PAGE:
John 13:1-17 has been used as a description of the perfect example of servanthood shown to us by Jesus as he washed the disciples feet.
I was reading this passage today and was again challenged by the attitudes and actions that being a true servant means. I was looking at it from a leaders perspective but the same truths apply no matter what your role is.
1. The motivation has always got to be love.
v1 tells us that Jesus actions gave a clear demonstration of his love for the disciples 'It was just before the Passover Feast. Jesus knew that the time had come for him to leave this world and go to the Father. Having loved his own who were in the world, he now showed them the full extent of his love'. John 13:1
The footnote in the NIV states that this could be put 'he loved them to the last'. In other words, having called them, taught them, trained them, travelled with them and poured himself out for them, enough was never enough when it came to Jesus love.
When he knelt and took hold of their dirty, dust covered feet, he did it not because of hygiene, duty, culture, because it was expected or even because no one else was willing. He did it out of love.
It is a challenge to think that what we do, how we serve and how we lead should always be motivated by our love for people. The tough question is, is this true of us?
2. There is always the need to overcome pride
It seems that culture demanded and good etiquette required that when people came to dinner, the lowest servant would wash the feet of the guests. As the dinning style was one of laying on cushions around a low table, this would mean your neighbours feet would be at head height as you lay and ate together and so the need for clean, sweet smelling feet was a must!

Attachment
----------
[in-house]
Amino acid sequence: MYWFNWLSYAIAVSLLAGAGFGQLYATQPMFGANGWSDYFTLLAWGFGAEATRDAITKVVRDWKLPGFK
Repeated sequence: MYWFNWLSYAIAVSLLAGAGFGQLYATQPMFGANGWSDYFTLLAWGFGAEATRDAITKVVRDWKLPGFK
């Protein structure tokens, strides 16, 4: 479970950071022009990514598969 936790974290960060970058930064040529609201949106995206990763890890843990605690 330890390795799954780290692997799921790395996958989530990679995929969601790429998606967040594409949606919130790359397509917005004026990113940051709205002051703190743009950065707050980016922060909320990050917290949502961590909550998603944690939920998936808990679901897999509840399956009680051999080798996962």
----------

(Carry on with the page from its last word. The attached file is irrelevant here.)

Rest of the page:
The disciples again manifested the attitude of self-importance that continually beset them. They were over-chuffed to be on the 'leadership team' (Mk 10:35-37 A request to be 1st and 2nd in charge; Lk 9:46 Arguing who would be the greatest).
They simply came in and assumed the position of importance and presumed that someone else of a lesser importance would take care of the 'small' stuff.
It is dangerous when our 'position' causes us to assume rights and privileges.
Jesus humbled himself and got down on his knees. He got lower and most of the time we need to do just the same.
3. The outer garment needs to be removed
v4 tells us that Jesus rose from the meal and took off his outer garment.
To be a servant means the removal of our image.
Philippians 2:7 tells us that Jesus 'made himself of no reputation, and took upon himself the form of a servant' KJV
So often 'reputation' is the one thing we want to make for ourselves. We want to 'big up' who we are and what we do. So often, like all but the Samaritan on the Jericho road, we can tend to pass by the opportunity to serve because our 'reputation' is what we want to keep.
The great thing is, if we will become less, if we will become 'invisible', tremendous acts of servanthood can be seen to be done through the One who dwells in us.
4. When all is said and done, more is often said than done!
Jesus didn't just 'assume theposition' and get booted and suited for serving. He actually got his hands dirty.
He took hold of the feet of the disciples and bathed them in water. He took the towel and wiped them dry.
Being a servant doesn't stop at feeling sorrow or praying for a situation. It strips to the waist, puts on the overalls and gets stuck in.
I love the ministry of LoveCardiff (social action arm of Life Church), because it moves us from the pew to the problem, it takes us from the music to the mess and from the holy ground to ground that needs digging, weeding, planting and reclaiming.
To serve means involvement, not from a distance but from right up close.
Jesus did what no-one else was willing to do. That is what a servant does.
To conclude Jesus said, 'I have set you an example that you should do as I have done for you', v15.
The example still stands for us today.
But please note his concluding remarks to this passage in v17 'Now that you know these things, you will be blessed if you do them'.
In other words even right doctrine doesn't replace obedience.
Let's obey our Servant King not just in what we believe but in how we serve after his example.